And that's more describing for eve, its a PeP or Players engaging Players game. Be it with guns or markets or hard working mineral collection. Every action in this universe engages with other players. This tritanium the combat pilots ship is made off wouldn't be there if non hadn't acquired it first from rocks. The lonely miner is no more and no less engaging with other players than any other profession in eve. And all players can get more enjoyment out of there game if they would acknowledge this simple fact.


    To the point of logistics: it is already hard enough. with the not so brilliant mechanics of cyno the other wise fully capable and rich single player with one character has totally no value from a jump freighter. He has to rely on others to place those for them and even as multi account user the cyno mechanic is simply unnecessary complexity for non combat jump mechanics. If I want to jump my dreadnought or carrier into battle yes there needs to be a cyno. But for the JF that's just jumping from station to station, with at worst case loosing a cyno ship every time? Cut out the cyno field and let JF jump direct to station. give them a 30 second spool up time so someone has the ability to block it. but having an alt sitting in a cyno ship on station for 10 minutes waiting for the next funny guy pointing and webbing your immobile ship before killing it isn't much engaging game play. Make logistics faster and we get more time to do other stuff like going out and kill some rats or those who try to stop us doing so.

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  3. Big picture: I think all areas of space need to thrive in order for eve as a whole to grow in both subscriptions and depth of play. Hauling things in eve has always been a core gameplay idea. Things having 'positional value' is a big deal for eve. And I'd not erode that. As a former wow player, I understand the slippery slope of compromising to make an entitled playerbase more "happy" by removing obstacles and streamlining gameplay.

    All that said, I'd be against most mechanics that makes it more difficult to get bulk shipments in and out of low. I am, in general, in favor of changing mechanics to improve the flow of logistics in low. Market hubs need to happen more often in low in order for that part of space to grow.

    Sugar doesn't need me to defend her, but a word of caution: some of these posts are just spitballing and high level big picture ideas. Some of you respond with down in the weeds detailed arguments and spewing rhetoric that doesn't help move the conversation forward. Sweeping generalization, i know, but stop for a minute before you post your 572 point counter argument and decide how the volume of text is helping your case. :)

    // Abavus, posting as anon from his phone.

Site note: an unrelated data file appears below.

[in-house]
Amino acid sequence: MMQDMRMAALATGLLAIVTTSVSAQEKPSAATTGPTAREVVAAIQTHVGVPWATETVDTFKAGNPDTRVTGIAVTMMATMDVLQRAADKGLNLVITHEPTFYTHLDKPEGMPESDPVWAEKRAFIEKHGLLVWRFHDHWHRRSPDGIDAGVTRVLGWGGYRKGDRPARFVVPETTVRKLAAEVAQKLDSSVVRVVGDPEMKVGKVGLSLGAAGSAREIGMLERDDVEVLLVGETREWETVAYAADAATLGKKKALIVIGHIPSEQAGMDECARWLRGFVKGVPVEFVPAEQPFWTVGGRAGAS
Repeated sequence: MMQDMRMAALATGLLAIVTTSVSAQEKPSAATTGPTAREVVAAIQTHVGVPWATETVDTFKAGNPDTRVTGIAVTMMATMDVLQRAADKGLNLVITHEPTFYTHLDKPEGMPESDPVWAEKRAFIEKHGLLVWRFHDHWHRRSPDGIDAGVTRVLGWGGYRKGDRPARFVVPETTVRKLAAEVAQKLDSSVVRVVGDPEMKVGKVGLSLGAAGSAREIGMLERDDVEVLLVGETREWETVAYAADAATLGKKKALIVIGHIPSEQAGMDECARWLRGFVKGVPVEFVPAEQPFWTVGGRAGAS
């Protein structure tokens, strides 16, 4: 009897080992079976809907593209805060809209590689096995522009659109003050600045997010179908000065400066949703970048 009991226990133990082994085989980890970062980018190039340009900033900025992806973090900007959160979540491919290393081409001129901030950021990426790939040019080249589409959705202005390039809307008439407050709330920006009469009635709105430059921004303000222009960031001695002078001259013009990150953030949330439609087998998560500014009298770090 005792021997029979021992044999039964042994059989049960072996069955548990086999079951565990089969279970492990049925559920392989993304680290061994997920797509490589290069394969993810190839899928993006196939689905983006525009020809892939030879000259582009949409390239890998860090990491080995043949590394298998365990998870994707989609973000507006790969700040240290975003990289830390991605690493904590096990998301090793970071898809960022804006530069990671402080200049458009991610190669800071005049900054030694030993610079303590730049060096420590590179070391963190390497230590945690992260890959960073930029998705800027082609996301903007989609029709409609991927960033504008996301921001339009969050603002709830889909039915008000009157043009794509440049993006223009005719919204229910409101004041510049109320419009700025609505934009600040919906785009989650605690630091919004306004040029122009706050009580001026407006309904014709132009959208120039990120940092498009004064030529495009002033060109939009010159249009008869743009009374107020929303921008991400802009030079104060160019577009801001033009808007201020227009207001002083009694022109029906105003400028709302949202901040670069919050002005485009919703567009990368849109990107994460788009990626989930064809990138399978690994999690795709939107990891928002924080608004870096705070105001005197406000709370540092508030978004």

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  4. I started Eve just over a year ago with several toons as I was unsure what road to follow. I have a Hauler, Trader, Explorer and a Maker of things. They have all been attacked at some time or other, at gate camps, sites, whilst doing pi and on the market where it can sometimes be ruthless. PvP is everywhere.

    Like you my game is making and selling things to other players in my region, I enjoy what I do and like you find it time consuming and hard work. I agree that it is already hard enough and that there are more important areas of the game that need attention.

    Do I feel entitled? Yes, to play the game how I want to play it. To play without having interaction or interference from other’s, No.

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  5. Eve is not a PvP game, but a game about ISK pure and simple. If you have ISK you have more options than if you don't have ISK. It mirrors real life where money does allow for more opportunities.

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    1. While I appreciate your bold simplicity, I caution that money blinders can be every bit as constricting as PvP blinders. Enjoy your pure simplicity while it lasts Saint Ambrye, the onward march of muddy, gray edged complexity is unrelenting and will one day capture you too.

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    2. Thanks Dire. My point was that this is more than just a social interaction related shooter game. It has the potential to be so much more, but as long as one pays to play the game it is pretty much an economics based game.

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    3. In my neck of the woods a statement like "[Eve] is a game about ISK pure and simple" doesn't read as a 'more that just' claim but rather a 'only this' claim. C'est la vie. Your neck of the woods may differ and artistic license befuddles us all.

      You're follow up elaboration, however, leaves me a little baffled. I've heard tale that parents buy board games like Chutes & Ladders for their children using real life money. Little did I know that pretty much makes Chutes and Ladders an economics based game. (Economics may help illuminate how Milton Bradley produces the physical board , physical dice and physical pieces but I doubt it has much useful to say about the delight little tykes take in playing the game.)

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  6. The boat-violence advocates don't realize that for an industrial pilot, combat means that the PvP encounter is over and they lost, barring a serious mistake on the part of the combat pilot. The killmail is just a formality.

    CCP Seagull used a colorful word to describe the way EVE treats enablers. In a game that depends absolutely on the work of a small minority of enablers it's kind of important to keep their work from being too thankless.

    100% agreed.

    -D